Culture and Depression
Arthur Kleinman, M.D. In many parts of Chinese society, the experience But the way in which depression is confrontof depression is physical rather than psychologi- ed, discussed, and managed varies among social cal. Many depressed Chinese people do not report worlds, and cultural meanings and practices shape feeling sad, but rather express boredom, discom- its course. Culture influences the experience of fort, feelings of inner pressure, and symptoms of symptoms, the idioms used to report them, decipain, dizziness, and fatigue. These culturally cod- sions about treatment, doctor–patient interaced symptoms may confound diagnosis among tions, the likelihood of outcomes such as suicide, Chinese immigrants in the Unitand the practices of professioned States, many of whom find the als. As a result, some conditions diagnosis of depression morally are universal and some culturally unacceptable and experientially distinct, but all are meaningful meaningless; this cultural pattern within particular contexts. changes over time but continAmong refugees, depressive ues to diverge significantly from affect and disorder are common the experiences of other groups. aspects of collective and personal The pattern of somatization may experiences of loss and trauma. be unfamiliar to U.S. clinicians Various patterns of somatization and may further complicate the are found among depressed paconcept of depression, which, tients from many ethnic groups, according to biomedicine, can and even among Latinos, for exbe an emotion, a symptom, or a ample, Mexican Americans, Puerdisease. to Ricans, and Cuban Americans Depressive feelings are exmay report different symptoms. perienced by all people and are Add differences in sex, age, social a normal component of disapclass, education, and degree of pointment and grief. Depression biculturalism, and the question of may be a symptom of a mental cultural influence becomes murky disorder (such as bipolar disorenough to discourage any form der, an anxiety disorder, or schizoof ethnic stereotyping. Inasmuch phrenia) or of other medical disas black women have lower rates eases, ranging from diabetes and of depression and suicide than thyroid disorders to postviral syn- The Chinese characters for “depreswhite women, and immigrants dromes. As one of the most prev- sion” are employed in medical settings lower rates of depression than alent diseases globally and an but are not in popular usage. their descendants, some cultural important cause of disability, depressive disorder is effects may be protective factors rather than risk facresponsible for as many as one of every five visits to tors. In a complex, postmodern society like that of primary care doctors; it occurs everywhere and af- the United States — where it is often hard to deterfects members of all ethnic groups. The rates of de- mine the cultural norm or how experience differs pression are increasing, and the disorder is nearly among or within communities — cultural differtwice as common among the poor as among the ences can affect any patient–doctor interaction. wealthy. The culture of biomedicine is also responsible

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sadness and hopelessness in a patient dying from cancer) may not denote a medical problem to the patient. defines normal bereavement as lasting for two months. may represent the leading edge of a worldwide shift in norms. Clinicians must then evaluate the culturally relevant aspects of the stresses and support in the life of a depressed patient. Lack of access to appropriate services is a major reason for this failure. It stipulates steps in the evaluation of patients. grief lasting for years — may count as a depressive disorder for the psychiatrist. religious practices. mental illness. Some recent immigrants. disease. may expect a directed. hierarchical relationship and be uncomfortable with a more egalitarian. 4th edition (DSM-IV). Cultural processes include the embodiment of meaning in habitus and physiological reactions. Culture also affects the interaction of risk factors with social supports and protective psychological factors that contributes to depression in the first place. and professional practice. the patient’s explanatory models of causality. For instance. but cultural forms of resilience should be considered. Moreover. Attention should also be paid to the ways in which culture can influence the clinical relationship. but cultural causes of misdiagnosis also contribute. but also the seeking of help. poverty and joblessness frequently intensify cultural issues. consumeroriented model. . patient–practitioner communication. the conventional belief that minority groups have strong extended-family ties may not be accurate. and it risked reducing culture to an autonomous variable among others. beginning with the respectful affirmation of and inquiry into their ethnic identity and continuing with the determination of whether ethnic factors seem pertinent in the particular september 2. In addition. political. psychological. may be so stigmatized in a given culture that a diagnosis of depression is unacceptable and a euphemism is required. The term “culture” is often misused.PERSPECTIVE for some of the uncertainty surrounding depression. the DSM-IV offers a sensitive method of cultural formulation. Yet many people with clinical depression — at least 50 percent among immigrants and minority groups in the United States — still receive neither a diagnosis nor treatment from a biomedical practitioner. for example. 2004 Downloaded from www. culture referred to the shared patterns of life that define social groups. and there is surprisingly little research demonstrating that culturally informed approaches affect outcomes. for instance. In this area. Nonetheless. Patients may attribute their depressive disorder. In its early anthropologic usage. for example. it is a process by which ordinary activities acquire emotional and moral meaning for participants. Culture confounds diagnosis and management by influencing not only the experience of depression. Treating culture as a fixed variable seriously impedes our ability to understand and respond to disease states such as depression. Copyright © 2004 Massachusetts Medical Society. practitioners need to know about and respond to these treatments. Next. and the cultivation of collective and individual identity. and biologic conditions. since the Diagnostic and Statistical Manual of Mental Disorders. All rights reserved. Culture Culture and Depression is inextricably caught up with economic. Physicians must be sensitive to institutional racism and be aware that health care providers can unwittingly convey a sense of stigma to patients. the understanding of what is at stake in particular situations. the professional culture. such as those between parents’ patriarchal attitudes and children’s modern perspectives. there is little agreement on what this means for treatment. neglecting crucial differences among and within groups. Culture may even turn out to create distinctive environments for gene expression and physiological reaction.nejm. resulting in a local biology of depression: research already shows that persons from various ethnic backgrounds metabolize antidepressant drugs in distinct ways. and desired treatment must be assessed. 2010 . There is enough evidence showing that culture and ethnic background are associated with health disparities 952 n engl j med 351. his or her family. or their clergy. driven by the political economy of the pharmaceutical industry. Clinicians must then consider what is chiefly at stake for patients as they face a particular on May 17. the development of interpersonal connections. For all the talk of training practitioners to be culturally competent. to culturally salient family conflicts. fixed entities. What is seen by a particular social network as a normal emotional response — say. Symptoms that represent a depressive disorder for the practitioner (say. This usage tended to portray cultures as bounded. But culture is not a thing.nejm. Probably the most essential clinical task is not to do harm by stereotyping patients. for whom depression may be a sign of the moral experience of suffering. patients may have engaged in self-care or alternative and complementary treatments that can affect the biomedical regimen.10 www.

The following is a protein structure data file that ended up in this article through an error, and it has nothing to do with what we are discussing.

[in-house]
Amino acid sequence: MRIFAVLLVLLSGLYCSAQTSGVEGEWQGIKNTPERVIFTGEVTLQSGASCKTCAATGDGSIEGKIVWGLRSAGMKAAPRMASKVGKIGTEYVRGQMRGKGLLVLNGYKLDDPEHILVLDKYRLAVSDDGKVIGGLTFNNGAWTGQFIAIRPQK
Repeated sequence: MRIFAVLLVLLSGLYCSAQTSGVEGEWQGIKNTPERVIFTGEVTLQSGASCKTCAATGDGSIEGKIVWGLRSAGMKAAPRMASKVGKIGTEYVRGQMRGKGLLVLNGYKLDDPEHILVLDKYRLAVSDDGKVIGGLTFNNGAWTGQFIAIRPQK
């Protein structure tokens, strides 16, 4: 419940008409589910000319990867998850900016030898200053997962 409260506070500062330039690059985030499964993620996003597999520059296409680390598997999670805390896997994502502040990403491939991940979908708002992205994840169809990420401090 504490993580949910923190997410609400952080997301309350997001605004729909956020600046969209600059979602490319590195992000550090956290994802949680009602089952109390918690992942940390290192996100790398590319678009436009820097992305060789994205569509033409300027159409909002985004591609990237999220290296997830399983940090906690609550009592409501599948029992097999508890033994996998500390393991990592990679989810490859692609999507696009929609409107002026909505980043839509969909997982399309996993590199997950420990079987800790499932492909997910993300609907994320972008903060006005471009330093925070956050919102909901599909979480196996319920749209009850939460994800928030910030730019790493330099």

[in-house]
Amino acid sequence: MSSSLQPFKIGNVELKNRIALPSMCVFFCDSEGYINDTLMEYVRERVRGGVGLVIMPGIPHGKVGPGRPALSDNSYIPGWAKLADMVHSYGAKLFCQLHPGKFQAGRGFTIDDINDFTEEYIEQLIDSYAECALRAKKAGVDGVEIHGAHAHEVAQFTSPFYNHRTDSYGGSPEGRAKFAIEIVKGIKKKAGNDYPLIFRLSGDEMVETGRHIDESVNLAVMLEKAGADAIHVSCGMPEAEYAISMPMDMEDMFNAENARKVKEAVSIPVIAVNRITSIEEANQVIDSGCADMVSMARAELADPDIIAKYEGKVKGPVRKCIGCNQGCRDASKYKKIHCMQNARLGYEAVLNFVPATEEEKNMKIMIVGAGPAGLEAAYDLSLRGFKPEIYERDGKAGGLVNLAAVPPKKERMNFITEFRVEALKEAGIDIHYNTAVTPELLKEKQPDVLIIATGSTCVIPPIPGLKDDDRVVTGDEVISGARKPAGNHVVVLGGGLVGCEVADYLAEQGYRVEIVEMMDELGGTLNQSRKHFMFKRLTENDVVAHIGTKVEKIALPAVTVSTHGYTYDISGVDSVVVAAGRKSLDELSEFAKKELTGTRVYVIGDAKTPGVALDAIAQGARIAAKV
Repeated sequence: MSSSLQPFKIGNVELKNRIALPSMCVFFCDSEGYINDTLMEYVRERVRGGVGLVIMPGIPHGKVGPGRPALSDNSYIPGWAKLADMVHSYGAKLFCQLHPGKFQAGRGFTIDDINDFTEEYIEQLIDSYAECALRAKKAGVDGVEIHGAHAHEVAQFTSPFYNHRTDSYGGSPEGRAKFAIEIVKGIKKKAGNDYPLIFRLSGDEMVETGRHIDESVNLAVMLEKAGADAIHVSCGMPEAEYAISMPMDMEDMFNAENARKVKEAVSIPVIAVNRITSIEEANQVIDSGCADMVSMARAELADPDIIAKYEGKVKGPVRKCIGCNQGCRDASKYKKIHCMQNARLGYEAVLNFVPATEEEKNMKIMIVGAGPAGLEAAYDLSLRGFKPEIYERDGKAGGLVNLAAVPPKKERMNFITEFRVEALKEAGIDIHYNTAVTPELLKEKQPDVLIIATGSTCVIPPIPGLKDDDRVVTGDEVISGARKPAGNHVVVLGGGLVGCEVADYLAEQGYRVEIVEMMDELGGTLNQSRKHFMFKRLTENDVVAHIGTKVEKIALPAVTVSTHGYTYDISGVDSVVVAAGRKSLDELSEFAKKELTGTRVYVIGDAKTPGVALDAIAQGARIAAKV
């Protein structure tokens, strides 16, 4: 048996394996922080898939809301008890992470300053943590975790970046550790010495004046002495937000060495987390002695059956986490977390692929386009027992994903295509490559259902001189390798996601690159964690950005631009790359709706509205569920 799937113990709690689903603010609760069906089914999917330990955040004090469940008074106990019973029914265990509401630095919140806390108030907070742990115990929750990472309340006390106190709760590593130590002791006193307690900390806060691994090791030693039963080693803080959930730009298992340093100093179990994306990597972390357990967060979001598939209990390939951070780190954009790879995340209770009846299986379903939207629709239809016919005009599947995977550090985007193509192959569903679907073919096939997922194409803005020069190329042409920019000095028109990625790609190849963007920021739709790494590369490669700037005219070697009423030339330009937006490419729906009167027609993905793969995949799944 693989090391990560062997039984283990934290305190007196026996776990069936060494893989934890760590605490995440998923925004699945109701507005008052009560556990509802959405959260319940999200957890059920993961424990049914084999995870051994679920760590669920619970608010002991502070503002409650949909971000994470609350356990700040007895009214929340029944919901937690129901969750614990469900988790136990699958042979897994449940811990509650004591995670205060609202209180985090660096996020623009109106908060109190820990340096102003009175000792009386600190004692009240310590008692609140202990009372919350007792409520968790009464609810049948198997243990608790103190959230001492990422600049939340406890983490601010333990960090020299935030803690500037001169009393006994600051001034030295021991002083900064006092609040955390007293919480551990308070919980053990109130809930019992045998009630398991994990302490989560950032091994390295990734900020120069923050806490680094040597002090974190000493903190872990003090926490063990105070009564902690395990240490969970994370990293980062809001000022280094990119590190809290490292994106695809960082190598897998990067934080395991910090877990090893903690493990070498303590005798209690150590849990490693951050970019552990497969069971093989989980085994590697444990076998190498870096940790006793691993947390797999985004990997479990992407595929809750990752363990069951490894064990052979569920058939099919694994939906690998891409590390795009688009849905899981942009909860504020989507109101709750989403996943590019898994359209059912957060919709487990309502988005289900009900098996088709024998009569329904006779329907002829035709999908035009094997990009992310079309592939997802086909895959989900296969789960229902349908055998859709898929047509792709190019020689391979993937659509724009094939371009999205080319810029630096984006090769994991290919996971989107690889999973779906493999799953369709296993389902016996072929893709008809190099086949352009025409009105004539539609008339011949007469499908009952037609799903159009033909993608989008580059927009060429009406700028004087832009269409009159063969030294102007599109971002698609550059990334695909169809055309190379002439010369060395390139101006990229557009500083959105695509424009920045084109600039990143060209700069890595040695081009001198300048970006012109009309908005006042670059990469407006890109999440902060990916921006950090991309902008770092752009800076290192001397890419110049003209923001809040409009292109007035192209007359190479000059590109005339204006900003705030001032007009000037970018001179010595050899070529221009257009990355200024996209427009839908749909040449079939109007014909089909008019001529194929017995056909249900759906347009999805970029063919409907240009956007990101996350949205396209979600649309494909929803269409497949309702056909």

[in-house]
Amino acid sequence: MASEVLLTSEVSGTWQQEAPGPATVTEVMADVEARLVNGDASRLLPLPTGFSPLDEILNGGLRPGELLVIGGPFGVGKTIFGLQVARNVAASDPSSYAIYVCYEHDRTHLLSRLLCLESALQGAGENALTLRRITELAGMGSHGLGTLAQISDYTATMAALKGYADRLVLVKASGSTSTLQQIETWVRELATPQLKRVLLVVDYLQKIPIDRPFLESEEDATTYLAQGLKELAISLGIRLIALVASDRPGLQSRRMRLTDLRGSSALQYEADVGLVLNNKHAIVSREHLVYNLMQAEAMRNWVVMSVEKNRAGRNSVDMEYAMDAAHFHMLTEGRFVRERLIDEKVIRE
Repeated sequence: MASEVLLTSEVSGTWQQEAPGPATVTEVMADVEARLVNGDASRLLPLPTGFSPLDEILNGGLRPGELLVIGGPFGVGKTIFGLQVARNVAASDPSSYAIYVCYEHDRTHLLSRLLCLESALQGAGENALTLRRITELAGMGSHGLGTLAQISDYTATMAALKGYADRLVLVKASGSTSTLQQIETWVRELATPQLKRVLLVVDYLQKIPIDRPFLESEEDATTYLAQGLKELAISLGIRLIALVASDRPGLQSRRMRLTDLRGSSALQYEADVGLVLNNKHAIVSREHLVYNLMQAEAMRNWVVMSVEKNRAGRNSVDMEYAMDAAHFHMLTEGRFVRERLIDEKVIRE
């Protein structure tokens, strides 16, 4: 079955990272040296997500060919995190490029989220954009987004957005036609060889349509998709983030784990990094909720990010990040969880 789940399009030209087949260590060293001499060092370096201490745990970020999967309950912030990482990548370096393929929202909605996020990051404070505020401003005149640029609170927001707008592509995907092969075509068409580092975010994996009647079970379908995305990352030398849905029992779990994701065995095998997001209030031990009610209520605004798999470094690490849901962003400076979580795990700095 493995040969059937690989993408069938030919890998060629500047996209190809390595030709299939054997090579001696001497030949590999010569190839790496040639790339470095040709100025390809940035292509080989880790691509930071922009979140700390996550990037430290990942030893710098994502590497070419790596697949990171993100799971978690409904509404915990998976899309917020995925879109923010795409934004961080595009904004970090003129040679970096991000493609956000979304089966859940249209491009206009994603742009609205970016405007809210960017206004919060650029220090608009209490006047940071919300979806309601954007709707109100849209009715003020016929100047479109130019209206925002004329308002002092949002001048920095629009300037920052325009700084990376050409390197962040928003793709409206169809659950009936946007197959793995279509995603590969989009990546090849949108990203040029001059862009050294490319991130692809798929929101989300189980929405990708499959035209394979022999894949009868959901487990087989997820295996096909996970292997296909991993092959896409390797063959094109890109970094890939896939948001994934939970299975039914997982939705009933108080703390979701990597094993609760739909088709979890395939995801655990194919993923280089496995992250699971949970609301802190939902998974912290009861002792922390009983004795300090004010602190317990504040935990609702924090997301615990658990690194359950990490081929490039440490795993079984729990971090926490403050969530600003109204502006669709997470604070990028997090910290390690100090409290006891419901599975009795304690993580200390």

this approach can lead to stereotyping and oversimplification of culture. and health outcomes. or religious. Harvard Medical School.3 have highlighted the importance of patient-centered care and cultural competence as means of improving communication and thereby improving quality. be social. Harvard University. the concept goes beyond race. educational efforts in “cultural competence” have emerged. M. but when broadly applied. As the United States becomes increasingly diverse. values. nonadherence. Two recent reports by the Institute of Medicine 2. Culturally competent providers expand this repertoire to include skills that are especially useful in cross-cultural interactions. Culture and Depression From the Department of Anthropology. and behavior. Cultural competence has thus evolved from the making of assumptions about patients on the basis of their background to the implementation of the principles of patient-centered care. This field is not new. ethnic background. Cambridge. Previous efforts in cultural competence have aimed to teach about particular groups — the key practice “dos and don’ts” for caring for “the Hispanic patient. Culture is a pattern of learned beliefs. Patients may present their symptoms quite differently from what we learned in our textbooks. In certain situations. and their beliefs will influence whether or not they follow our recommendations. eliminating disparities. and probably most other disorders. Cultural competence has emerged as an important goal for very practical reasons. empathy.nejm. styles of communication. seems warranted. effective provider– patient communication is linked to improved patient satisfaction.D. As the United States becomes more diverse. 2010 . that cultural competence is necessary for the effective practice of on May 17. Many point to the lack of empirical evidence linking cultural competence to improvements in health outcomes and question whether it represents a marginal fad or has mainstream clinical applications and a direct correlation with high-quality care. physicians will see patients from a variety of sociocultural backgrounds on a daily basis. adherence to recommendations. clinicians will increasingly see patients with a broad range of perspectives regarding health. including exploration. Although the former remains important. among other organizations. M. becoming a physician Cultural Competence — Marginal or Mainstream Movement? Joseph R. Boston. Culture shapes the way we approach our world and affects interactions between patients and clinicians. and the Departments of Social Medicine and Psychiatry. but it has been reenergized during the past decade as a result of pronouncements by the Institute of Medicine and the American Medical Association. and behavior that are shared within a group. and poorer health outcomes may result.H. and responsiveness to patients’ needs. With the aim of providing physicians with the knowledge and skills to address “cross-cultural” challenges in clinical encounters. the latter is more problematic. Yet the term “cultural competence” elicits varied responses from health care professionals..nejm. practices.” for example. beliefs. it includes language.1 When sociocultural differences between patient and provider are not explored and communicated. Copyright © 2004 Massachusetts Medical Society.10 www. Mass. Culture plays a large role in shaping health-related values. In addition. and achieving equity in health care. ranging from complete acceptance to outright derision. professional. learning about a particular community can be helpful. All rights reserved.PERSPECTIVE and poor outcomes that the application of this approach to the treatment of depression. customs.. which may. and country of origin. and views on roles and relationships.P. Many have thought of cultural competence simply as the skills needed to address language barriers or knowledge about specific cultures. Education in cultural competence has focused in part on methods for eliciting patients’ understanding of illness and their condition (their “ex- n engl j med 351. We all belong to more than one culture. patient dissatisfaction. they may have different expectations or thresholds for seeking care. and preferences. values. . Betancourt. for september 2. 2004 953 Downloaded from www.